Suddenly, it's Huckabee. The surge of the former Arkansas governor in the race for the Republican nomination has the pell-mell excitement of one of Napoleon's victorious rampages across Europe in his heyday. In this case, the long faces belong not to the crowned heads of the Grand Alliance but to the Republican establishment, quivering with terror at the thought of their doughty standard bearer in 2008 being a former Baptist minister, a fellow who thinks God created the world 6,000 years ago more or less in its current form, that the Bible is literal truth.




The great dread of American political establishments down the decades has been that a wild man will suddenly sneak past all obstructions cunningly devised to repel uncomfortable surprises and upset the apple cart. Democrats even today shiver at the memory of William Jennings Bryan, another implacable foe of Charles Darwin, who ran on a silver platform in the late 19th century. George Wallace, a redneck governor out of Alabama, ran as an independent presidential candidate in 1968, and Richard Nixon was terrified that he would steal enough votes to throw the race to the Democrat, Hubert Humphrey. A would-be assassin's bullet put paid to that threat.




The clamor about Huckabee's Christian beliefs is overdone, not least among the left whose religious bigotry is particularly unappetizing. A robust majority of all Americans, so polls unfailingly show, maintain they have had personal encounters with Jesus Christ. Ronald Reagan believed and publicly stated more than once that the Apocalypse was scheduled to occur in his lifetime at Megiddo, as excitingly trailered in the Good Book. The soigne Gov. Mitt Romney, now displaced by Huckabee as the front runner, is a Mormon and, unless he is a heretic from the Latter Day Saints on this specific issue, believes that Christ was Lucifer's older brother, as Huckabee has not been slow in pointing out.




But Huckabee should not be dismissed as simply the creature of the Christian fundamentalists who play a very significant role in the Republican primaries and who are currently hoisting him in the polls. Of course they like Huckabee for all the obvious reasons, and because the alternatives are the Mormon Romney or Giuliani, who's hopped from wife to wife, shared an apartment with a male gay couple and favors abortion.




But on many substantive matters, demonstrated during his 10 years as the governor of Arkansas, Huckabee is a progressive, with enlightened views and a record of substantive executive action on immigration, public health, the regressive nature of sales taxes, education of poor kids and the possibility of redemption for convicted criminals.




In his 10 years as governor, Huckabee commuted the sentences of, or outright pardoned, more than 1,200 felons, including a dozen murderers. This was a courageous and unparalleled display of enlightenment in a country whose interest in rehabilitation is near zero. As Huckabee says, should a girl convicted of check-kiting when she was 17 have this felony prevent her from getting a job 30 years later?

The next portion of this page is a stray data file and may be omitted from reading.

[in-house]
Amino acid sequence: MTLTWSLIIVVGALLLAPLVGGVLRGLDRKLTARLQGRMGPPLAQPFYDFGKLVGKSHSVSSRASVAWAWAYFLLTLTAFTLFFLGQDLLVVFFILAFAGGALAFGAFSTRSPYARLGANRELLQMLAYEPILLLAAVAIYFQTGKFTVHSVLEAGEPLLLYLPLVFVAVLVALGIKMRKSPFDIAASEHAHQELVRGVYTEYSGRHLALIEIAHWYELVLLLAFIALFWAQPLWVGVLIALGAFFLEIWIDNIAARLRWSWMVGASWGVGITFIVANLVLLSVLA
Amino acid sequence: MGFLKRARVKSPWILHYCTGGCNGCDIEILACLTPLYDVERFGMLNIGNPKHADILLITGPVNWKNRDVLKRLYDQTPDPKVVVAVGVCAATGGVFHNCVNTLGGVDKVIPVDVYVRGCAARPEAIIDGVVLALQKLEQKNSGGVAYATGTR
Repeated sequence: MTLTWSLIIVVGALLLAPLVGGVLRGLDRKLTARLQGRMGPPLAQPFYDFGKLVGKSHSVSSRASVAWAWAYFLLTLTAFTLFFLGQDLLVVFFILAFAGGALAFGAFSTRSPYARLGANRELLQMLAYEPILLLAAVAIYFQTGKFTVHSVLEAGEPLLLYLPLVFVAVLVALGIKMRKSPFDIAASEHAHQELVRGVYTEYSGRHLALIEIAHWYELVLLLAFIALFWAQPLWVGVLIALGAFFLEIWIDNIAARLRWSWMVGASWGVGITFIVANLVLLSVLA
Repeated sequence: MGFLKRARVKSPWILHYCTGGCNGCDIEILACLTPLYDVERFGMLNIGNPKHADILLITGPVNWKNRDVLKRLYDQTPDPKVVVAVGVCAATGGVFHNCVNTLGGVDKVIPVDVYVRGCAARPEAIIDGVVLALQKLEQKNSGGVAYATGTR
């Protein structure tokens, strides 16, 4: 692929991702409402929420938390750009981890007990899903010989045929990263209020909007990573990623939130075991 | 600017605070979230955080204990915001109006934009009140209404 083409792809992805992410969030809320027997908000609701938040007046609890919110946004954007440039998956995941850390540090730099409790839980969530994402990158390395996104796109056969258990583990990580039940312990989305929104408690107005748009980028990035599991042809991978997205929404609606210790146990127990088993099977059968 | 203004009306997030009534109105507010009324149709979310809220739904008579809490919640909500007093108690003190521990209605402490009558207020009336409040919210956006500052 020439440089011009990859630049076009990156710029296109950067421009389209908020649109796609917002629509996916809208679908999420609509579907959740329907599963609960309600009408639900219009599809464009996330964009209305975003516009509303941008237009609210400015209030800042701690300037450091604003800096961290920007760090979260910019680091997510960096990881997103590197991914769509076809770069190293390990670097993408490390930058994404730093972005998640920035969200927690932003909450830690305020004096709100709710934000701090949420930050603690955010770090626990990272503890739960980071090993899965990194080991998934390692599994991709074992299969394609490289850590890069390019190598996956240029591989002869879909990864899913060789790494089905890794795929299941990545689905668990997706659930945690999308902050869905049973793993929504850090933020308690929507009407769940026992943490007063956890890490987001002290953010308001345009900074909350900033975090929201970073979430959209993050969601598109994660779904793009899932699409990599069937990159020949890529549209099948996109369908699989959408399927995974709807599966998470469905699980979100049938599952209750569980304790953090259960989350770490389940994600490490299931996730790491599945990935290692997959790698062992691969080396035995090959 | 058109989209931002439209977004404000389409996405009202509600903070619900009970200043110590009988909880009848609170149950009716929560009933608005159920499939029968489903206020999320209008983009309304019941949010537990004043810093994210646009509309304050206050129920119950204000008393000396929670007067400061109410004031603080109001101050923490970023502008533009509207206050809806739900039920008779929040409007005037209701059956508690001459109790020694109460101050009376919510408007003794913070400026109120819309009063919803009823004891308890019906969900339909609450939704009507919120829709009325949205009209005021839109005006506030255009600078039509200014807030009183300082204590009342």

Democrats started by chortling over Huckabee's meteoric rise in the national polls. The Democratic National Committee supposedly ordered a moratorium to onslaughts on the Arkansas governor in the hopes that as the nominee, he will be road kill for them in the race next fall. This patronizing posture is already fraying. Huckabee would not be a pushover. He's quick on his feet, has an easy sense of humor and has a powerful appeal to Americans unconvinced by any of the major contenders.




Thus far, beyond hee-haws at his Christian fundamentalism, the most liberals can come up with is that he intervened to save his son from very nasty charges of dog-abuse at a Boy Scout camp and that among those whose sentences he commuted was a rapist, Wayne Dumond, who killed at least one woman after his release. Huckabee should survive these charges, as he should the whines of New York Times columnists that he is unversed in foreign affairs. Both Ronald Reagan and George Bush demonstrated conclusively that a passing glance at a stamp album is the only education required.




Huckabee's single rival as a genuinely interesting candidate is another Republican, Ron Paul, who set a record earlier this week by raising $6 million in a single day. Unlike Huckabee, Paul's core issues are opposition to the war and to George Bush's abuse of civil liberties inscribed in the U.S. Constitution. His appeal, far more than Huckabee, is to the redneck rebel strain in American political life &

the populist beast that the U.S. two-party system is designed to suppress. On Monday night, Paul was asked on Fox News about Huckabee's Christmas ad, which shows the governor backed by a shining cross. Actually, it's the mullions of the window behind him, but the illusion is perfect. Paul said the ad reminded him of Sinclair Lewis's line, that "when fascism comes to this country, it will be wrapped in a flag and bearing a cross." In the unlikely event they had read Lewis, no other candidate would dare quote that line.




Alexander Cockburn is coeditor with Jeffrey St. Clair of the muckraking newsletter CounterPunch. He is also co-author of the new book "Dime's Worth of Difference: Beyond the Lesser of Two Evils," available through . To find out more about Alexander Cockburn and read features by other columnists and cartoonists, visit the Creators Syndicate Web page at .